a_{t,s},b_{t,s},c_{t,s},d_{t,s},e_{t,s} \geq 0 \quad \forall t \in T, \ \forall s \in S
\end{equation}
\begin{equation}
f_{t,s_1,s_2} \geq 0 \quad \forall t \in T, \ \forall s_1,s_2 \in S
\end{equation}

The full model (with the second objective) can be stated as:

\begin{equation}
\min \sum_{t \in T} l_s f_{t,s_1,s_2} + l_s f_{t,s_2,s_3} + \sum_{s \in S} m_s b_{t,s} + n_s d_{t,s} + o_s e_{t,s}
\end{equation}
\begin{equation}
c_{t,s} = g_{t,s} + e_{t,s} + 0.5 * b_{t,s} \quad \forall t \in T
\end{equation}
\begin{equation}
\sum_{s \in S} e_{t,s} \leq 150 \quad \forall t \in T
\end{equation}
\begin{equation}
f_{t,s_2,s_3} \leq 0.25 c_{t,s} \quad \forall t \in T
\end{equation}
\begin{equation}
f_{t,s_2,s_3} \leq 200 \quad \forall t \in T
\end{equation}
\begin{equation}
f_{t,s_1,s_3} = 0 \quad \forall t \in T
\end{equation}
\begin{equation}
c_{t,s} + d_{t,s} - i_s a_{t,s} + \sum_{z \in S : z < s} (- j_sf_{t,z,s} + f_{t,s,z}) + \sum_{z \in S : z > s} (f_{t,s,z} - pf_{t,z,s})= j_s c_{t-1,s} \forall t \in T \setminus t_0, \ \forall s \in S
\end{equation}
\begin{equation}
c_{t_0,s} + d_{t_0,s} - i_s a_{t_0,s} + \sum_{z \in S : z < s} (- j_sf_{t_0,z,s} + f_{t_0,s,z}) + \sum_{z \in S : z > s} (f_{t_0,s,z} - pf_{t_0,z,s})= j_s h_{s} \ \forall s \in S
\end{equation}
\begin{equation}
a_{t,s},b_{t,s},c_{t,s},d_{t,s},e_{t,s} \geq 0 \quad \forall t \in T, \ \forall s \in S
\end{equation}
\begin{equation}
f_{t,s_1,s_2} \geq 0 \quad \forall t \in T, \ \forall s_1,s_2 \in S
\end{equation}

First, we import the Gurobi Python Module and initialize the data structures with the given data.

from gurobipy import * # tested with Python 2.7.6 & Gurobi 7.0.1 years = tuplelist(range(2+1)) skill_levels = [0, 1, 2] # 0 = Unskilled, 1 = Semiskilled, 2 = Skilled Unskilled = 0 Semiskilled = 1 Skilled = 2 CurrentStrength = [2000, 1500, 1000] Requirement = [[1000, 1400, 1000], [500, 2000, 1500], [0, 2500, 2000]] LeaveFirstYear = [0.25, 0.20, 0.10] LeaveEachYear = [0.10, 0.05, 0.05] ContinueFirstYear = [1 - a for a in LeaveFirstYear] ContinueEachYear = [1 - a for a in LeaveEachYear] LeaveDownGraded = 0.50 ContinueDownGraded = 1 - LeaveDownGraded MaxRecruit = [500, 800, 500] MaxRetrainUnskilled = 200 MaxOverManning = 150 MaxShortTimeWorking = 50 RetrainSemiSkilled = 0.25 ShortTimeUsage = 0.50 RetrainCost = [400, 500, 0] RedundantCost = [200, 500, 500] ShortTimeCost = [500, 400, 400] OverManningCost = [1500, 2000, 3000]

Create the recruit vars upper bound dictionary.

MaxRecruit2 = {(level, year) : MaxRecruit[level] for level in skill_levels for year in years}

Next, we create a model and the variables. For each of the three skill levels and for each year we will create variables for the amount of workers that get recruited, put into part-time work, are available as workers, are redundant, are overmanned. For each pair of skill levels and each year we have a variable for the amount of workers that get retrained to a higher/lower skill level. The amount of people which are in part-time and can be recruited is limited.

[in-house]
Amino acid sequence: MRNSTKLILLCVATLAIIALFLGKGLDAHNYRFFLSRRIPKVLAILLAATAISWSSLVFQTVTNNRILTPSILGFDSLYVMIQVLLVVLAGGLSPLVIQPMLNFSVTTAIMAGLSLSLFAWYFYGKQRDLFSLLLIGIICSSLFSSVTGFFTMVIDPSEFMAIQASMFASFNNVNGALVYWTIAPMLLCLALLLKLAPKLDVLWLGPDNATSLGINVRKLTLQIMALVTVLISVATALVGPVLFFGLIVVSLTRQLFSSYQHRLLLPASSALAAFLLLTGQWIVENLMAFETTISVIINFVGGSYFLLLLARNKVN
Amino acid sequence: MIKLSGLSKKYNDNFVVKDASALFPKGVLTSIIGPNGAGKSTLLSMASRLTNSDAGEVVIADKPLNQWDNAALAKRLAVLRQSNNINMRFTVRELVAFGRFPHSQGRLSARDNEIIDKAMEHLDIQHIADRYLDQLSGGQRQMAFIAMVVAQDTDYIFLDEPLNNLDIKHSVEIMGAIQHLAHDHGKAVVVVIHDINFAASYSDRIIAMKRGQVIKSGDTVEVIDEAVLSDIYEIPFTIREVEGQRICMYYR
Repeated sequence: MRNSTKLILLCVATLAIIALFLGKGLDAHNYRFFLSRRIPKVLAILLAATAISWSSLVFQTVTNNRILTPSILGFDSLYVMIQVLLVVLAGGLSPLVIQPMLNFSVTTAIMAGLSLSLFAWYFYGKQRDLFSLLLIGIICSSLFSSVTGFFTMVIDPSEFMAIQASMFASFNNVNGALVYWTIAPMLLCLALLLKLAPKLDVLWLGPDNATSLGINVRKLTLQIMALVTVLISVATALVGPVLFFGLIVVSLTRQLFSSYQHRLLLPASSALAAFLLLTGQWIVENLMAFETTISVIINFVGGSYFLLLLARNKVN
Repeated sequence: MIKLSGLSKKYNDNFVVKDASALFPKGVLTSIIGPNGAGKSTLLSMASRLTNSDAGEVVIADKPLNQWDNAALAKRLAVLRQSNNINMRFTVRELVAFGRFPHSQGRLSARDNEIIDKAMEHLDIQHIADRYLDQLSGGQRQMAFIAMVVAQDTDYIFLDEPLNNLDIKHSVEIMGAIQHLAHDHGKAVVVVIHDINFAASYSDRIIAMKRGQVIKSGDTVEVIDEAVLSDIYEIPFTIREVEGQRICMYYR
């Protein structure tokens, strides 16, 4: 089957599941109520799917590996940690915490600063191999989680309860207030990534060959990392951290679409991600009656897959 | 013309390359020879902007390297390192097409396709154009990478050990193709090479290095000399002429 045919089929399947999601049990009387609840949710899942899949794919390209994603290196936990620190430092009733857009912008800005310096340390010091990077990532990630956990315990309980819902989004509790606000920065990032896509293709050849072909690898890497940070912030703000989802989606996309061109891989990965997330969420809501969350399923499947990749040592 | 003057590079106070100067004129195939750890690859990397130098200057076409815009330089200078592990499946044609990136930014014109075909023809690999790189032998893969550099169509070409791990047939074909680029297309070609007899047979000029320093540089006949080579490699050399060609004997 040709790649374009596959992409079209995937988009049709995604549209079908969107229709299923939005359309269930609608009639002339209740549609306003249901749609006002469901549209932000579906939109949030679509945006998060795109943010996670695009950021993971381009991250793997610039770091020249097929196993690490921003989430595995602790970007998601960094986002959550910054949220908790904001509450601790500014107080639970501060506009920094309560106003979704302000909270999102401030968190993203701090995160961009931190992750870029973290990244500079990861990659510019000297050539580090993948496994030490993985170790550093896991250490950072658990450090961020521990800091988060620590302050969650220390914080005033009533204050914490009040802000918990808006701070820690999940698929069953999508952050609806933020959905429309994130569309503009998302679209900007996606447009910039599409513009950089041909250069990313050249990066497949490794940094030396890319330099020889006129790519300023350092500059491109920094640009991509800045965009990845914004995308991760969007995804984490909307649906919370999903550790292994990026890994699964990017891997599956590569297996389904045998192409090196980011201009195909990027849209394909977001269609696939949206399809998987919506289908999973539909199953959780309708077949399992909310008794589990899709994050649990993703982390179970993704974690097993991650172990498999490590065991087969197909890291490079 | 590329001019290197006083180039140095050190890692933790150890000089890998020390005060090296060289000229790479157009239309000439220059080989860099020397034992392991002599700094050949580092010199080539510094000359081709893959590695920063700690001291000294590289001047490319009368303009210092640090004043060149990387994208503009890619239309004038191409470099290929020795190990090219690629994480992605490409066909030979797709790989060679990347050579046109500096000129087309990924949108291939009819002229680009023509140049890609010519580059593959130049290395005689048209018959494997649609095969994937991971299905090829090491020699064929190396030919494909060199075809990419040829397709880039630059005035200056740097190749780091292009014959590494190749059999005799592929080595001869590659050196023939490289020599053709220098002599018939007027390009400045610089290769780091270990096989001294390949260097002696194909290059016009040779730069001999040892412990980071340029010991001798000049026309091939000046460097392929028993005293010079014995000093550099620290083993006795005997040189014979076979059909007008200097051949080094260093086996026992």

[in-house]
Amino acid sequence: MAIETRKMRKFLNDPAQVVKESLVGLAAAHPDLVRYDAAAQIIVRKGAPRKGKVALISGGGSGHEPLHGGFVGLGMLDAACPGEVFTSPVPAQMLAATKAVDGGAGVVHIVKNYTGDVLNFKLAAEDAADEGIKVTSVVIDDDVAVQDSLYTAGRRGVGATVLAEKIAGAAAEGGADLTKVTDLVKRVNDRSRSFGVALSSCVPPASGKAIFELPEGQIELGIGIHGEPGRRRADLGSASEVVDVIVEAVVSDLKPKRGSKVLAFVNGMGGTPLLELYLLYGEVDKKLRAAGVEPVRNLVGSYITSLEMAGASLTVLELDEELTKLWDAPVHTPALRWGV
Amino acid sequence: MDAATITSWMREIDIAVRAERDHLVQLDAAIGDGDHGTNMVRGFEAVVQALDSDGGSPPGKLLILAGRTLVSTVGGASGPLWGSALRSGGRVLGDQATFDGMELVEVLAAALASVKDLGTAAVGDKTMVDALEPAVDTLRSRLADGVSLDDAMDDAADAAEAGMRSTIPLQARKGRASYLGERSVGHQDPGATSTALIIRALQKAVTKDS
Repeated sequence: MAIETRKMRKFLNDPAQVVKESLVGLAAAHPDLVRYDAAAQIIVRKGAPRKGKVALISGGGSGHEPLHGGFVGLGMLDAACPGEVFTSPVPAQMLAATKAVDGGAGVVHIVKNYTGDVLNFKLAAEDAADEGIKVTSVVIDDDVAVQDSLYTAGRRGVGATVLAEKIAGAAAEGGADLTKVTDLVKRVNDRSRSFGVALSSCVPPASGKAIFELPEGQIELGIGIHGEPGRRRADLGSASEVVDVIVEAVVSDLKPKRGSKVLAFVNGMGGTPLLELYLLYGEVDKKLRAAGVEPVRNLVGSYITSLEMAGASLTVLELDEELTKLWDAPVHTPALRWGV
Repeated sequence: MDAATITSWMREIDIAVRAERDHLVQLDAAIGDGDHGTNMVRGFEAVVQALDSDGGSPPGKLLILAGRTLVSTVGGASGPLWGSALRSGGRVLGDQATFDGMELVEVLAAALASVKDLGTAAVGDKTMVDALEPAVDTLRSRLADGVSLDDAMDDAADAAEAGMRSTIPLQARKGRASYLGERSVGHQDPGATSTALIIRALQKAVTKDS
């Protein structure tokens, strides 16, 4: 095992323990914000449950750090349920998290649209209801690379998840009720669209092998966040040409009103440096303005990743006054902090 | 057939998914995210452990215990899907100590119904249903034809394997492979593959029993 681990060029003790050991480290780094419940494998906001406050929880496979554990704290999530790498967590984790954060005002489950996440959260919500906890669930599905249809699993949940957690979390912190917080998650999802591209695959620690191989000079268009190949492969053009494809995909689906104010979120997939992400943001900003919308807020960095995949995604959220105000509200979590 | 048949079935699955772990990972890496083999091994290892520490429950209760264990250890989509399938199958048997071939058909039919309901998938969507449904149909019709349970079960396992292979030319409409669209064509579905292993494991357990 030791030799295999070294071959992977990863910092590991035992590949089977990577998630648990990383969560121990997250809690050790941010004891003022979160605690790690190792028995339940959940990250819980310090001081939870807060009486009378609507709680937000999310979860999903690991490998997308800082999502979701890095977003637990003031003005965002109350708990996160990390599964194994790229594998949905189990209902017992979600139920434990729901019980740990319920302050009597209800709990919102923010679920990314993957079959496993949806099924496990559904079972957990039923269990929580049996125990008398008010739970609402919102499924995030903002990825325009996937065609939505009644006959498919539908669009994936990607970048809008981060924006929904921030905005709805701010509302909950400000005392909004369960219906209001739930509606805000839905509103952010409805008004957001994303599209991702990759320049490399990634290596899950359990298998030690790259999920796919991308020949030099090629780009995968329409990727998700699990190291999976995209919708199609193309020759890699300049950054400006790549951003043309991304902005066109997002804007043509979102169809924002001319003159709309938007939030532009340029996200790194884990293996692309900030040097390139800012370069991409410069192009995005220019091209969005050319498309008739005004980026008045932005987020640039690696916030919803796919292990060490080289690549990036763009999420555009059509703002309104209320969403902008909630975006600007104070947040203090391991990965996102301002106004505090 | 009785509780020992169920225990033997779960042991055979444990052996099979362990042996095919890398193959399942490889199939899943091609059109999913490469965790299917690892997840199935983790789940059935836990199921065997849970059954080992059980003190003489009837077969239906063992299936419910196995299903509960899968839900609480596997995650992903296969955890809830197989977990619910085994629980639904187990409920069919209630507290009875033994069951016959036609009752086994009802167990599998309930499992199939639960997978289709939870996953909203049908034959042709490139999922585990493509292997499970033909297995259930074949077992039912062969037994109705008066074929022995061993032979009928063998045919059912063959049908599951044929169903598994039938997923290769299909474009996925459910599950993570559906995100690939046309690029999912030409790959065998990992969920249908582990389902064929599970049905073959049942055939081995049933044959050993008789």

model = Model('Manpower planning') Recruit = model.addVars(skill_levels, years, ub= MaxRecruit2, name="Recruit") ShortTime = model.addVars(skill_levels, years, ub=MaxShortTimeWorking, name="ShortTime") LaborForce = model.addVars(skill_levels, years, name="LaborForce") Redundant = model.addVars(skill_levels, years, name="Redundant") OverManned = model.addVars(skill_levels, years, name="OverManned") Retrain = model.addVars(skill_levels, skill_levels, years, name="Retrain")

Next, we insert the constraints. The continuity constraints ensure that per skill level and per year the current needed workers (LaborForce) and the laidoff people and the people who gets retrained to the current level, minus the people who gets retrained from the current level to a different skills, equals the LaborForce of the last year (or the CurrentStrength in the first year) plus the recruited people. A certain amount of people leave the company each year, so this is also considered with a factor. This constraint describes the change in the total amount of employed workers.

model.addConstrs( (LaborForce[level, year] + Redundant[level, year] - ContinueFirstYear[level] * Recruit[level, year] + quicksum(Retrain[level, level2, year] - ContinueEachYear[level] * Retrain[level2, level, year] for level2 in skill_levels if level2 < level) + quicksum(Retrain[level, level2, year] - 0.5 * Retrain[level2, level, year] for level2 in skill_levels if level2 > level) == ContinueEachYear[level] * ( CurrentStrength[level] if year == years[0] else LaborForce[level, years[years.index(year)-1]]) for year in years for level in skill_levels), "Continuity")

The RetrainMaxUnskilled constraints force that per year only 200 workers can be retrained from Unskilled to Semiskilled due to capacity limitations. Also, no one can be trained in one year from Unskilled to Skilled.